Americans largely think free trade has been good for the United States, and Democrats are just as supportive as Republicans
The Democratic Party is being rocked by an internal fight over the Trans-Pacific Partnership (TPP), a free trade deal that is in the works between the US and other Asia-Pacific countries. The Obama administration and many centrist Democrats who support the deal are up against Senator Elizabeth Warren, labor unions and other liberal groups who oppose the deal and the secrecy surrounding the negotiations. President Obama is pushing for 'fast track' adoption of the deal by Congress, which would ban amendments to the deal negotiated or filibusters. Republicans, such as 2016 hopeful Carly Fiorina, have also slammed the president for withholding details of the free trade deal.
The latest research from YouGov shows that just under half of the American public (46%) think that free trade has, overall, been good for the United States. 30% of Americans think that free trade has been bad for the United States. Significantly, there is little difference between the percentage of Democrats (49%) and Republicans (50%) who think that free trade has been good for the country, though independents are more divided, with 40% saying free trade has been good and 32% saying it has been bad for the country.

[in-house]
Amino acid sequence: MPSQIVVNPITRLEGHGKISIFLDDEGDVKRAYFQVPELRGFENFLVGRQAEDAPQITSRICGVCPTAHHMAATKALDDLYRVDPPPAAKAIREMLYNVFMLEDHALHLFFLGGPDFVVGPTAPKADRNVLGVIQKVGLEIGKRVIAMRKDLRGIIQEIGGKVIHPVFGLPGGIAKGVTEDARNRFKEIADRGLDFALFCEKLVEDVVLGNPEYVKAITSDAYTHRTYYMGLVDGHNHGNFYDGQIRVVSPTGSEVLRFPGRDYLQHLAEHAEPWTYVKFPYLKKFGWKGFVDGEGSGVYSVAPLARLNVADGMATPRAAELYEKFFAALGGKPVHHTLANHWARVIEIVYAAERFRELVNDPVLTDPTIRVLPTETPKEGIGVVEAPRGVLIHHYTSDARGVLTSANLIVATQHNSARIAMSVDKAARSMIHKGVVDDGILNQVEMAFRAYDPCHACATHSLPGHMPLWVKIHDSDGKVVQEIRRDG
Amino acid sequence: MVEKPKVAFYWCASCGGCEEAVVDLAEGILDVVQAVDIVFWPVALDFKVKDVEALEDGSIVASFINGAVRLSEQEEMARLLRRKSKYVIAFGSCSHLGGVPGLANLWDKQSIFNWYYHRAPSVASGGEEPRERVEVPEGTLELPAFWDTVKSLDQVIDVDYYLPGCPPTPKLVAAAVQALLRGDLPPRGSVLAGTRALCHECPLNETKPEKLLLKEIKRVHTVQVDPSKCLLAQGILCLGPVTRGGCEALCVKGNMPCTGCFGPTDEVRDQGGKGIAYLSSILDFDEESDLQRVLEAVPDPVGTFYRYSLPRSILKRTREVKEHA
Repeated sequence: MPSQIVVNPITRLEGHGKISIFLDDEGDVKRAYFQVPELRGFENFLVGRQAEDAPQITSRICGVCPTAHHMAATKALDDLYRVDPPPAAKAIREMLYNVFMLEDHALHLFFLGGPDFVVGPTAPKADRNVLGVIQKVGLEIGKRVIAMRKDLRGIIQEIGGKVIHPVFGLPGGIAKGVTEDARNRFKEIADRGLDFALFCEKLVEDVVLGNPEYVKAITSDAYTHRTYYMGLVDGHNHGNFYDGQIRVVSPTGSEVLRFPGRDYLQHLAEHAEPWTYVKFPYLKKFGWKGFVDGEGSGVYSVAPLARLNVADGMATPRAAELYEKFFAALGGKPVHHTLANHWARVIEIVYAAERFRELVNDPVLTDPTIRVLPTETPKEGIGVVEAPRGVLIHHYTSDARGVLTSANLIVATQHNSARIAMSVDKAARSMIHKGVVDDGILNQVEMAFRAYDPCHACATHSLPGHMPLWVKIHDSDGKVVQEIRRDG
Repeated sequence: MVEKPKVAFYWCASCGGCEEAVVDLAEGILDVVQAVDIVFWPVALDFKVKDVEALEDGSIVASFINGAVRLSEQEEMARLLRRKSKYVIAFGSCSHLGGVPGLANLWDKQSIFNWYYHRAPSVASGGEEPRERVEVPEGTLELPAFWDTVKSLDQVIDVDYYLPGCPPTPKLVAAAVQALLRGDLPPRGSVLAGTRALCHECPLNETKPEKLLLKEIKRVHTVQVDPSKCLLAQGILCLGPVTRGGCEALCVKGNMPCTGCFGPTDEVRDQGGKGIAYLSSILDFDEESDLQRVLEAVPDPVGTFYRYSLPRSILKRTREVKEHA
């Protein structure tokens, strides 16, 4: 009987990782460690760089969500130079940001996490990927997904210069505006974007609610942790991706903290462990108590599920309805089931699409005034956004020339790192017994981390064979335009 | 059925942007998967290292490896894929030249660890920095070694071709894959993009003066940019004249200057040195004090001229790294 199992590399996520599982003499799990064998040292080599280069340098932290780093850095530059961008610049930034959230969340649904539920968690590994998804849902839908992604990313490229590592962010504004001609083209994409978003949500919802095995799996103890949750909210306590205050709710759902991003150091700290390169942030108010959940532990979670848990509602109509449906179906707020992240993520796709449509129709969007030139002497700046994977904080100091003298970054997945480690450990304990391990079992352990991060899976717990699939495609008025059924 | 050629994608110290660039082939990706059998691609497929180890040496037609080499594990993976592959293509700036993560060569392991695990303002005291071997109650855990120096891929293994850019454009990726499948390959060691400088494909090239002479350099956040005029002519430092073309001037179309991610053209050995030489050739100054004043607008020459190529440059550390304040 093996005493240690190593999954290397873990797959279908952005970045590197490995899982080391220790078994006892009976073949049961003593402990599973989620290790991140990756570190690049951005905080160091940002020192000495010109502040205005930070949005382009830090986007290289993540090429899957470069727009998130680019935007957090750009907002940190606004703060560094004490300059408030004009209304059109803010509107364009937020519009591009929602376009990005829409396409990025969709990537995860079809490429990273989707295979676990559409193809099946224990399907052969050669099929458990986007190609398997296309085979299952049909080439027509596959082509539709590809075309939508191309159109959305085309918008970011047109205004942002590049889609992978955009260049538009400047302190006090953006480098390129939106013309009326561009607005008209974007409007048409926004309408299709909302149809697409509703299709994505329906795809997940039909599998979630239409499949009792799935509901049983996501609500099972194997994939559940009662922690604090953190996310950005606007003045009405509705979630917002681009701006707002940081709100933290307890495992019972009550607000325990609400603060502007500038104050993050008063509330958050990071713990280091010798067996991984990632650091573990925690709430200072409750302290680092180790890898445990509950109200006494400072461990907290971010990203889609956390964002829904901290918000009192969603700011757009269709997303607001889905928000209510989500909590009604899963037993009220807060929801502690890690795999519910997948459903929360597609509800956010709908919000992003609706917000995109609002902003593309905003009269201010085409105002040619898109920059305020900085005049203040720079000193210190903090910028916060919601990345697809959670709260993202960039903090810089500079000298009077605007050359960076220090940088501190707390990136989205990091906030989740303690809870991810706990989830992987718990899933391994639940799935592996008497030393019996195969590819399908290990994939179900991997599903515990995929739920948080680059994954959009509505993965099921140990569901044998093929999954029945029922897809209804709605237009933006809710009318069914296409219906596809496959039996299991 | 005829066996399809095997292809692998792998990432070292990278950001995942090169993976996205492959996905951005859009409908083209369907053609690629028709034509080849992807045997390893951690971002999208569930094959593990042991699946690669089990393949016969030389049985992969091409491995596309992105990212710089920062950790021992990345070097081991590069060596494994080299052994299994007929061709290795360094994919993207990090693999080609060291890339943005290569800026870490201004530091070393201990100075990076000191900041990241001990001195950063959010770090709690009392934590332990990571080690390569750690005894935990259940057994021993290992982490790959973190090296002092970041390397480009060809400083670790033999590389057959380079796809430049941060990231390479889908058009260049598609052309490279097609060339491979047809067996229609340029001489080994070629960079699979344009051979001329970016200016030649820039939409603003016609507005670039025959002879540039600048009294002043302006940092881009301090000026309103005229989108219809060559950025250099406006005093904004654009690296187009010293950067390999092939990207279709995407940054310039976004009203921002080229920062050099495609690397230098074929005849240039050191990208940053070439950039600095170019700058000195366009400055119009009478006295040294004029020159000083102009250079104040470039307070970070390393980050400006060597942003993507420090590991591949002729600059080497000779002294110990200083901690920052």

There are, however, significant differences according to age. Americans under the age of 45 are somewhat more likely to say that free trade has been good for America and are noticeably less likely to say that free trade has been bad for America. Only 18% of under-30s say that free trade has been bad for the country, compared to 40% of over-65s. Asked whether free trade has been bad for them personally, people aged 45 to 64 (28%) are the most likely to say that it has negatively affected them.
Asked specifically about the various trade deals the public is closely divided though many aren't sure. 30% say that NAFTA, a free trade deal between the U.S., Canada and Mexico was good for the country while 30% say it was bad. 29% of Americans say that the proposed TPP would be good while 29% say it would be bad, and 29% think the US-EU 'TTIP' deal would be good while 24% think it would be bad. In each case more than 40% of the public aren't sure either way.
Thinking about whether it is more important to protect industrial jobs or keep prices low, two-thirds of Americans (66%) say it is more important to protect industrial jobs, while only 17% say it is better to keep prices low even if some people lose their jobs. People whose household incomes are between $40,000 and $80,000 are the most likely to say that it is more important to keep industrial jobs in the U.S. (73%) than it is to make sure prices in stores are low (13%). The poorest Americans, with household incomes under $40,000, are the most likely to say that keeping prices low is more important (21%) though 60% do still say that preserving industrial employment should be a priority.